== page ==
Tag Archive for 'Business Interruption'

Why you should care about the net neutrality debate

As policy battle lines are being drawn in Washington, there’s one important issue being debated that might not stay on your radar like Obamacare and immigration.

It’s called “net neutrality,” and I’m concerned it might not get the attention it deserves, even though it could have significant long-term implications. My goal here is to simplify net neutrality so you understand how it can impact your business and how to join the debate.

The term is pretty intuitive. Net neutrality means all Internet traffic gets treated the same, which is what we’ve had for over 20 years; there’s essentially no government regulation of the Internet and no Internet taxes. Also, there’s no preference for, or discrimination against any sender or receiver of email, web pages, music or movies, regardless of bandwidth used via fixed or mobile networks.

Photo credit to SavetheInternet.com

Photo credit to SavetheInternet.com

Three groups have a stake in net neutrality: carriers, content producers and a regulator.

Carriers fill two roles: 1) Local Internet service providers (ISP) connect you to the Internet; 2) national networks, like AT&T and Sprint, own the “backbone,” the physical infrastructure - fiber - that hauls digital traffic between ISPs. Carriers want to charge different rates based on content quantity and speed, which is contrary to net neutrality. Without targeted revenue for their finite bandwidth inventory, they argue, innovation and investment will stall.

Content producers include Google, NetFlix, Facebook and virtually every small business. If you have a website, sell a product online, conduct email marketing or have an instructional video on YouTube, you’re a content producer. Content producers love net neutrality because turning the Internet into a toll road increases business costs and could make small businesses less competitive.

The regulator is the Federal Communication Commission (FCC), led by Chairman Tom Wheeler. Some content producers have asked the FCC to defend net neutrality. But here’s what that request looks like to a politician: President Obama wants the FCC to reclassify and regulate broadband Internet connection as a utility, which is not the definition of net neutrality.

Net neutrality is complicated because it’s easy to appreciate both business arguments. Plus, some even have a stake in both sides of the issue, like a cable company that owns TV stations and movie studios. But inviting the government to referee this marketplace debate is a Faustian bargain because what government regulates it also taxes, and once started, won’t stop.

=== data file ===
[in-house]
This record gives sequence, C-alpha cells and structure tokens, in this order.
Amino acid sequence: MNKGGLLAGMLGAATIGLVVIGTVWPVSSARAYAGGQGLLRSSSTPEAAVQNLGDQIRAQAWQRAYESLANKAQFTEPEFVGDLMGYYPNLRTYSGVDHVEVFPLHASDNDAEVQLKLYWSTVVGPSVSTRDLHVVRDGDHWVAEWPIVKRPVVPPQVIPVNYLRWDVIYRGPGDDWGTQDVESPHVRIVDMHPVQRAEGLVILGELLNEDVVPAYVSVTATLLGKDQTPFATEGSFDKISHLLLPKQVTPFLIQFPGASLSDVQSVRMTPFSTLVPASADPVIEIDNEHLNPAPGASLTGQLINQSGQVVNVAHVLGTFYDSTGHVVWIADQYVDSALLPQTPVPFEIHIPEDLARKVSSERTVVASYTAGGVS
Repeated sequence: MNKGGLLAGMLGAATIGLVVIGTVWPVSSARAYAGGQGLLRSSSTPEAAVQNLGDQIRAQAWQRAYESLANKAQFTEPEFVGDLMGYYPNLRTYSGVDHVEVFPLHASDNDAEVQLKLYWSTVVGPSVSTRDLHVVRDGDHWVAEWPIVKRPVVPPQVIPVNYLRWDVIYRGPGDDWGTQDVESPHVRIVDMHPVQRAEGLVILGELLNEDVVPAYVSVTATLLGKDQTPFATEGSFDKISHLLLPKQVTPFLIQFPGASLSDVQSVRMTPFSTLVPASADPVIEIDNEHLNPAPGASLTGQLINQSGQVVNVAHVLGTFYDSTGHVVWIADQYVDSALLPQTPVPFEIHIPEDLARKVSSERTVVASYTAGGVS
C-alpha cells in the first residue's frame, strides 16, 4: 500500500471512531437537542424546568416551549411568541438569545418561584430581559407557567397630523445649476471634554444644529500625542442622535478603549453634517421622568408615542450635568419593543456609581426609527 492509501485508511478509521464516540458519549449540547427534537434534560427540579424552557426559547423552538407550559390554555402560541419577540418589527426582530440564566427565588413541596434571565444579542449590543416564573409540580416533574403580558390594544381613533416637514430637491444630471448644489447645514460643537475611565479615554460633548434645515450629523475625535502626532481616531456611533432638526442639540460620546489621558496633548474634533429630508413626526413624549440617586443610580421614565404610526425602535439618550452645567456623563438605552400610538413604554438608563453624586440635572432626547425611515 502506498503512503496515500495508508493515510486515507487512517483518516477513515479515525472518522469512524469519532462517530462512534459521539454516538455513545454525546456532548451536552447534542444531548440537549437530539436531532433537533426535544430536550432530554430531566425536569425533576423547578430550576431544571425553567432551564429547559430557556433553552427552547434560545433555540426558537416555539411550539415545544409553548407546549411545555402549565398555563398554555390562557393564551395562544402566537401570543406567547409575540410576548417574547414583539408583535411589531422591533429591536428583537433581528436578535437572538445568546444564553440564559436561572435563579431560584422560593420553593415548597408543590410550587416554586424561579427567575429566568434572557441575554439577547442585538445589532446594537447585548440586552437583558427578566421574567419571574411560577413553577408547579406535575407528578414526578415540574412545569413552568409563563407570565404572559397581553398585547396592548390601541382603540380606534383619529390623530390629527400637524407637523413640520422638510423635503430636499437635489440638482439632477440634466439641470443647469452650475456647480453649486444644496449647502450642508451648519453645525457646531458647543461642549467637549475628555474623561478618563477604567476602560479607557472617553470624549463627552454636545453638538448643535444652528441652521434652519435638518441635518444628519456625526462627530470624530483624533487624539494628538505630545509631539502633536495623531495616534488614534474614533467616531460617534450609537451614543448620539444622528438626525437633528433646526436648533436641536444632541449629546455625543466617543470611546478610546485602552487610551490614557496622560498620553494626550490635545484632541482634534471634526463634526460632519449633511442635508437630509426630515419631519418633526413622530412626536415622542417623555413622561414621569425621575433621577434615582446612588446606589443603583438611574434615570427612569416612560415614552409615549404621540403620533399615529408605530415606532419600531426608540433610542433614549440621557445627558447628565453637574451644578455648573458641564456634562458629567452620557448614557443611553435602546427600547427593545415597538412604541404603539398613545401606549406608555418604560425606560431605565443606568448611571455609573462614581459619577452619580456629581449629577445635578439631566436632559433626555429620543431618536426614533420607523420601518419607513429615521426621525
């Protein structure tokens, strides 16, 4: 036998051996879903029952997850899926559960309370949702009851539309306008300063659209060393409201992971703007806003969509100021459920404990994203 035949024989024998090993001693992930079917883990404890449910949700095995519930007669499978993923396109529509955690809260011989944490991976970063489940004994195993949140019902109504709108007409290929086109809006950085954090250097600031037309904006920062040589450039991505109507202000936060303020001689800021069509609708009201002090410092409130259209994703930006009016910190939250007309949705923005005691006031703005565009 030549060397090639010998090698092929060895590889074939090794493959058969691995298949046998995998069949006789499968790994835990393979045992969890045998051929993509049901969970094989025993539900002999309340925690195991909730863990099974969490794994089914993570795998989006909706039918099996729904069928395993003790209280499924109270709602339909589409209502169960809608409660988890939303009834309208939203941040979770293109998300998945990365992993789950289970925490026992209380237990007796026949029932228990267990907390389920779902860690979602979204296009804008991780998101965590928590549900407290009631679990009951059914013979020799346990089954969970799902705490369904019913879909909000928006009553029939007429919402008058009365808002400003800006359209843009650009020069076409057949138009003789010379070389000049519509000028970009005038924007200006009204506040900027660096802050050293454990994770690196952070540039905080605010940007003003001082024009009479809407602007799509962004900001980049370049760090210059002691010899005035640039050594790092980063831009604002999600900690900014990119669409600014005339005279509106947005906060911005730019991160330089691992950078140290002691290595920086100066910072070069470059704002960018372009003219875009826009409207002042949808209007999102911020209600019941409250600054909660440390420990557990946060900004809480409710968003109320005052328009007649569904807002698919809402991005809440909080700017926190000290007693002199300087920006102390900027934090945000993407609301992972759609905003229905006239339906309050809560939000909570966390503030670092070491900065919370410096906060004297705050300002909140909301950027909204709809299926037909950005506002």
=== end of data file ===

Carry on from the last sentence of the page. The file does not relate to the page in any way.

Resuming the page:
Write this on a rock … A regulated and taxed Internet is not net neutrality.

Video-Are you prepared for a business interruption?

In this week’s video I list the top three business interruptions that you should focus on for your small business.

Check out more of Jim’s great content HERE!

Take this week’s poll HERE!

Watch Jim’s videos HERE!

Are you prepared for a business interruption?

It’s doubtful that American small businesses have ever been impacted by as many potential business interruption events as we’ve seen in the past 20 years: beginning with the Oklahoma City bombing, the events of 9-11, and now the Boston bombings; hurricanes like Katrina and Sandy; tornados like those that wiped out Joplin, MO, and Hackleberg, AL, and many floods.

Recently we asked our online audience if they were financially prepared for an interruption with this question: “Could your business handle the financial impact of a business interruption?” Almost one-fifth said they, “… have cash and business interruption insurance if we need it,” and a little more than one-third reported they had “…cash and credit if we need it.” The other half admitted, “We would be hurting if it lasted more than a few days.”

There are three kinds of interruption preparation to focus on: operational, financial and digital. Here are examples of how to manage all three:

Operational
What would you do if your building became unavailable to you or your customers?

  1. Use laptops that allow key employees to work and connect remotely, both internally and with customers. And make sure they have high-speed Internet connections at home.
  2. Identify and become proficient with cloud-based applications that serve as an alternative for any installed programs that may be lost.

Financial
A significant part of the working capital of most small businesses is from cash flow. What would happen if your cash flow was interrupted?

  1. Purchase a “business interruption” rider on your property and casualty policy to pay you cash upon the acceptance of a claim. Read the fine print; all policies are not created equal.
  2. Maintain a close working relationship with your banker so you won’t have to introduce yourself to the person you might ask for a disaster loan.

Digital
Small businesses are increasingly using digital assets more and physical assets less. Are you prepared to protect your data as diligently as you do your building, equipment and inventory?

  1. Assign one person to be in charge of keeping all computers enabled with a proven firewall and anti-malware program, and keep them current.
  2. Regularly copy critical data from your hard drives and store it offsite. Better yet, backup your date with one of the cloud-based backup and recovery firms. Search for “online data backup.”

Business interruption – it’s a matter of when, not if.

Check out more of Jim’s great content HERE!

Take this week’s poll HERE!

Watch Jim’s videos HERE!




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